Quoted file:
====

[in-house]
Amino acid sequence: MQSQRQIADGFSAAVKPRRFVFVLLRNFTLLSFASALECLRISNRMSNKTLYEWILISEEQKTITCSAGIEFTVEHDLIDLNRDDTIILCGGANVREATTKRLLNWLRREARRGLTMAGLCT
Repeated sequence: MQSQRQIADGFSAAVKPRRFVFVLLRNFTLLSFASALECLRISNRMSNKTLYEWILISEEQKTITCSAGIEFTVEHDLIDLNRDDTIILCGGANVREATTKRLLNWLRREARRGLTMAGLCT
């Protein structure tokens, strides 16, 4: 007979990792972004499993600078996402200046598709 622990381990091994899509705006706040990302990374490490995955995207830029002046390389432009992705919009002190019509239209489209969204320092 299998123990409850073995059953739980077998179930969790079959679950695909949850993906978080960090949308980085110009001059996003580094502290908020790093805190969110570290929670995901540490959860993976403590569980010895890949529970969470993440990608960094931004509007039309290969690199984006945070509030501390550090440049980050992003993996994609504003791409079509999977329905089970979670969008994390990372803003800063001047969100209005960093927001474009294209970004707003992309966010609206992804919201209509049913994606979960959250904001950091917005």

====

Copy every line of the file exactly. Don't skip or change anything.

[in-house]
Amino acid sequence: MQSQRQIADGFSAAVKPRRFVFVLLRNFTLLSFASALECLRISNRMSNKTLYEWILISEEQKTITCSAGIEFTVEHDLIDLNRDDTIILCGGANVREATTKRLLNWLRREARRGLTMAGLCT
Repeated sequence: MQSQRQIADGFSAAVKPRRFVFVLLRNFTLLSFASALECLRISNRMSNKTLYEWILISEEQKTITCSAGIEFTVEHDLIDLNRDDTIILCGGANVREATTKRLLNWLRREARRGLTMAGLCT
């Protein structure tokens, strides 16, 4: 007979990792972004499993600078996402200046598709 622990381990091994899509705006706040990302990374490490995955995207830029002046390389432009992705919009002190019509239209489209969204320092 299998123990409850073995059953739980077998179930969790079959679950695909949850993906978080960090949308980085110009001059996003580094502290908020790093805190969110570290929670995901540490959860993976403590569980010895890949529970969470993440990608960094931004509007039309290969690199984006945070509030501390550090440049980050992003993996994609504003791409079509999977329905089970979670969008994390990372803003800063001047969100209005960093927001474009294209970004707003992309966010609206992804919201209509049913994606979960959250904001950091917005």